April 20 2015
The rain had cleared and we were back to hiking hard. This was a difficult day filled with more climbing than I had thought. The day ambled along as Sam and I were struggling up hills. We crossed Fire Scald Knob and lucked out with amazing views. It was strange to stand there with Sam after hiking this section just a year ago with my Dad and Alex. It was strange to be going North and so absolutely different from all the section and overnight hikes I had done in the past. The style in which we hike, the duration, the intensity and certainly the ability to walk alone has some serious impacts on lifestyle. I realized here that this was something different from anything I had ever done, but there I was, retracing old footsteps.
There was a saying on trail “Smiles over miles.” It was often said as a criticism to someone who was hiking too fast, or seemingly not having enough fun due to their daily mileage goal. I was told this countless times, and I always met it with laughter and smiles. I do not think it is right to criticize another hiker for wanting to push themselves to their limit or to assume that their overwhelming desire to hike erases their fun loving nature. And I do see that the hike was more than just about walking a set distance. A lot of the time the miles made me smile, especially when I was leaving town for intimate nights in the deep woods talking with strangers around bright fires. I love the woods, and I love walking. I only stopped in towns out of necessity or starvation. Those of you who laughed with me know that I did so in the depths of the Appalachian Mountains.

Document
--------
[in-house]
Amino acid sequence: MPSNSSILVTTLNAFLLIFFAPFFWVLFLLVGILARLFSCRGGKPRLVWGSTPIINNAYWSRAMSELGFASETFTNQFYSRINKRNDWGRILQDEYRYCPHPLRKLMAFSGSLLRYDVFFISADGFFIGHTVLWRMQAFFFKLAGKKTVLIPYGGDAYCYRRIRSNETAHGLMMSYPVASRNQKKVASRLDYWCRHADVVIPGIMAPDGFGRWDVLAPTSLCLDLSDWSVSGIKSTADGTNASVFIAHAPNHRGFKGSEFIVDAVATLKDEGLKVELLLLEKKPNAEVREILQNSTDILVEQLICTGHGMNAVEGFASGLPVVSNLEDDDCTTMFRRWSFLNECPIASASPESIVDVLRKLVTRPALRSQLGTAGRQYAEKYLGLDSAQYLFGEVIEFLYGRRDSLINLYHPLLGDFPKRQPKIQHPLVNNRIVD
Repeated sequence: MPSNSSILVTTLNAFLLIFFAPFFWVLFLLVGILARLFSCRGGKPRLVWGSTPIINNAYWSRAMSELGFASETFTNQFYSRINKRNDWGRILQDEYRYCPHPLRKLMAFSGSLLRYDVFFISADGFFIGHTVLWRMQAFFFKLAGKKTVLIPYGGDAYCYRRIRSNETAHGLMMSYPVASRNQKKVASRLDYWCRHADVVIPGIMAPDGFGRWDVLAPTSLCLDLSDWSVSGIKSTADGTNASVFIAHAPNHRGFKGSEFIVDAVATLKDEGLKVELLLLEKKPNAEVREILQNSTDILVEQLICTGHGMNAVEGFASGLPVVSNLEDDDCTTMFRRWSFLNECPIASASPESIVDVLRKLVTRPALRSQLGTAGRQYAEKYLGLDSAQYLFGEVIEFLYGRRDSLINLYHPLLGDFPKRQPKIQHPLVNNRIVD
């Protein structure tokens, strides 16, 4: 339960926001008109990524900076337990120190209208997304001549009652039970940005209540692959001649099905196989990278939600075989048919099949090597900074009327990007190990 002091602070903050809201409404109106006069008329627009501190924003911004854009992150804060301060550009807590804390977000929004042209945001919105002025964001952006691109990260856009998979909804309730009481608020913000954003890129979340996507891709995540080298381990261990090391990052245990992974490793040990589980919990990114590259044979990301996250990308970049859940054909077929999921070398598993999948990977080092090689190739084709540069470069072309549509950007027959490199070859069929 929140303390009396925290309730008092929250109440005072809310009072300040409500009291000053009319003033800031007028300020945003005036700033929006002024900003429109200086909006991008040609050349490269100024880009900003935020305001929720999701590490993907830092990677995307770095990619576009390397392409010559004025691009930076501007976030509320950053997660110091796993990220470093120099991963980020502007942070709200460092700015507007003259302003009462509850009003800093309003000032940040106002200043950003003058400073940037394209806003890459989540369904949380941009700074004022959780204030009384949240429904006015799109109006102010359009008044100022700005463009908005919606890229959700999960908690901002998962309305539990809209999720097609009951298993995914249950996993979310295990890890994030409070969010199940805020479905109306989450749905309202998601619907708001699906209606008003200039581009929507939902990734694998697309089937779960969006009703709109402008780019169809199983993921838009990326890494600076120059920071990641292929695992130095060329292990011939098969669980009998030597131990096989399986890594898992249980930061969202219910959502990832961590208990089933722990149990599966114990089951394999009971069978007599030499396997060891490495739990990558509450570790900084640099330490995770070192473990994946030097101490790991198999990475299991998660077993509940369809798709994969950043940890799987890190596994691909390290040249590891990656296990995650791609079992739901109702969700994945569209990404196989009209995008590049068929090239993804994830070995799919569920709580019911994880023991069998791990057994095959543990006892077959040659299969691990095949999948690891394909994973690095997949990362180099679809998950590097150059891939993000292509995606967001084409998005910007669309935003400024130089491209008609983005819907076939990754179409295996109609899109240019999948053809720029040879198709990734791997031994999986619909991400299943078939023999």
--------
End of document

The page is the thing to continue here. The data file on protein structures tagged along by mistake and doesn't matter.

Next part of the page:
People also love the old cliché: “It’s the journey not the destination.”
I understand this phrase as that distinct feeling that came from re-walking portions of the trail. However I would say that it is not the journey or the destination. I met so many people who were trying so hard to have their “dream journey” or seeking the elusive party wherever it might appear next. These people seemed to be chasing rainbows. Maybe we were all chasing rainbows, but the difference that makes it enjoyable is when you realize that the act of chasing rainbows together is why we chase them, not the bragging rights of an epic party or finding the end. When the “epic journey” becomes the goal it is no different than hiking to get to get to the end. To go without expectations is how we go with dreams because dreams live outside of reality and can surpass every idea when allowed the freedom to ripen in the world.
My previous hike on this section was rigidly controlled, and this time I was hiking without control, without any preconceptions of what I wanted or fear of what might happen next. I received a lot of criticism from both hikers on trail and people watching us pass. Why do I hike? I hike to become strong. Why do I hike? I hike to be strong enough to endure the beauty of a complete destruction of will. Why do I hike? I hike to laugh with meaning, to replace forced smiles with real smiles. “Why would you want to walk across the country?” Because I can. “I don’t think I could do that.” Sure you can.
Sam, Chewy, Fiddlehead and I stayed at Jerry’s Cabin this night. I meditated into the darkness of the night, melting into thoughts and philosophies.
Happy 4/20 Guys!